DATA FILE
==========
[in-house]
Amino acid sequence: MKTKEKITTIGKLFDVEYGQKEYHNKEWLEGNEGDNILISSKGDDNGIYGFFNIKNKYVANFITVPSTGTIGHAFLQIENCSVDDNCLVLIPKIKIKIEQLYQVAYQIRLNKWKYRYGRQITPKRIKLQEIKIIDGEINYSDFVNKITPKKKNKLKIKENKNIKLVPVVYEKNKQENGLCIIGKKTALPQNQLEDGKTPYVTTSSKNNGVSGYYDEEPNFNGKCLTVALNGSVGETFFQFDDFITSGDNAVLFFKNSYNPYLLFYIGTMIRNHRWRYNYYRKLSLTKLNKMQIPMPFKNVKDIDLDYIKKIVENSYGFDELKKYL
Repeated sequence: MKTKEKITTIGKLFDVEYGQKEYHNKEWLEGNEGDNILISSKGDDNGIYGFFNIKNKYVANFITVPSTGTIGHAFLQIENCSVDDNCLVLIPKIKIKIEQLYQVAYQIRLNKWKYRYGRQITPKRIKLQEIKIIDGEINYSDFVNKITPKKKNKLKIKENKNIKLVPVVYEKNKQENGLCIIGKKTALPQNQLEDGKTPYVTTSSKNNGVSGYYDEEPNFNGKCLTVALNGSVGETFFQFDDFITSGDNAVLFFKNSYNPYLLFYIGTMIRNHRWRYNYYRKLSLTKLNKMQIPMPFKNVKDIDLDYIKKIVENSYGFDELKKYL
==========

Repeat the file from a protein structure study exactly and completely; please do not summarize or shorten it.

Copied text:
[in-house]
Amino acid sequence: MKTKEKITTIGKLFDVEYGQKEYHNKEWLEGNEGDNILISSKGDDNGIYGFFNIKNKYVANFITVPSTGTIGHAFLQIENCSVDDNCLVLIPKIKIKIEQLYQVAYQIRLNKWKYRYGRQITPKRIKLQEIKIIDGEINYSDFVNKITPKKKNKLKIKENKNIKLVPVVYEKNKQENGLCIIGKKTALPQNQLEDGKTPYVTTSSKNNGVSGYYDEEPNFNGKCLTVALNGSVGETFFQFDDFITSGDNAVLFFKNSYNPYLLFYIGTMIRNHRWRYNYYRKLSLTKLNKMQIPMPFKNVKDIDLDYIKKIVENSYGFDELKKYL
Repeated sequence: MKTKEKITTIGKLFDVEYGQKEYHNKEWLEGNEGDNILISSKGDDNGIYGFFNIKNKYVANFITVPSTGTIGHAFLQIENCSVDDNCLVLIPKIKIKIEQLYQVAYQIRLNKWKYRYGRQITPKRIKLQEIKIIDGEINYSDFVNKITPKKKNKLKIKENKNIKLVPVVYEKNKQENGLCIIGKKTALPQNQLEDGKTPYVTTSSKNNGVSGYYDEEPNFNGKCLTVALNGSVGETFFQFDDFITSGDNAVLFFKNSYNPYLLFYIGTMIRNHRWRYNYYRKLSLTKLNKMQIPMPFKNVKDIDLDYIKKIVENSYGFDELKKYL